Former Detroit Mayor Kwame Kilpatrick has been sentenced to 28 years in prison for corruption that turned city hall into a pay-to-play parlor.
Kilpatrick was convicted earlier this year of two dozen crimes, including racketeering conspiracy, bribery and extortion. There was evidence of shakedowns, kickbacks and strong-arm tactics to reaped tens of thousands of dollars and other benefits from people who wanted city business.
The sentence was a victory for prosecutors, who had recommended Kilpatrick serve at least 28 years in prison, while defense attorneys argued for no more than 15 years.
Kilpatrick quit office in 2008 after a different scandal involving sexually explicit text messages and an extramarital affair. The 43-year-old Democrat served as mayor for nearly seven years.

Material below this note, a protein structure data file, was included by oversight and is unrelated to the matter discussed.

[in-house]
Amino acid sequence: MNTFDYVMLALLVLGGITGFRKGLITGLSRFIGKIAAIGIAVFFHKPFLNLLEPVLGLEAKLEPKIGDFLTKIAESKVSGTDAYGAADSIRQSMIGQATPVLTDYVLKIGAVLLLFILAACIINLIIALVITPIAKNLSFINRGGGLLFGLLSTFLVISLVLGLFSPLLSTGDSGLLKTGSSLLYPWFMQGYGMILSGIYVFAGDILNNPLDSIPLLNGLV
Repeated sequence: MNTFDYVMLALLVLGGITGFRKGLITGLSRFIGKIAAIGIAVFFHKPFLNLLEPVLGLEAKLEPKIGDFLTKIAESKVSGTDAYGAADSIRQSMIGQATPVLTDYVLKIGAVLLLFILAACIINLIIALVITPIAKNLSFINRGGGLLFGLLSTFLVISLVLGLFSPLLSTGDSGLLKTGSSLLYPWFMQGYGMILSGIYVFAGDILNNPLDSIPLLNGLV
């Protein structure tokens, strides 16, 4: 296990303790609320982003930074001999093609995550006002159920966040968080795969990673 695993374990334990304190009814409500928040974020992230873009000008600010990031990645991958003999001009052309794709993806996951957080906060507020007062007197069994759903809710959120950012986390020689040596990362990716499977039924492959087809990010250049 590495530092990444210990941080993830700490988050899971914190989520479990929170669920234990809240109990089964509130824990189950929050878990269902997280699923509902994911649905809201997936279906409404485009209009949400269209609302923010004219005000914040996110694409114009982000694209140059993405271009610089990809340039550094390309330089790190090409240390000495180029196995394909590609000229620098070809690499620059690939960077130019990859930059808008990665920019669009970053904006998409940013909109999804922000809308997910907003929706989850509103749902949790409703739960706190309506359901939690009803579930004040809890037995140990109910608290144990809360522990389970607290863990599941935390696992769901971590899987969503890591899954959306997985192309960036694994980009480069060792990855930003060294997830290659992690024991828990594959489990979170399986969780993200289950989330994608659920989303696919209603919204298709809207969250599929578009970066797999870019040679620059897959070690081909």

Detroit's chief federal prosecutor says she's extremely pleased with the 28-year prison sentence ordered for ex-Mayor Kwame Kilpatrick.
U.S. Attorney Barbara McQuade says the sentence sends a "powerful message" that corruption won't be tolerated. The investigation took years, but McQuade says it was "money well spent."
Kilpatrick was sent to prison Thursday by federal Judge Nancy Edmunds, months after a jury convicted him of conspiracy, bribery, extortion, fraud and tax crimes.
Kilpatrick denies stealing money from Detroit but says he was sorry for letting people down. McQuade says the denial is unfortunate, especially when there was evidence that city contracts cost more when Kilpatrick steered business to his pal Bobby Ferguson.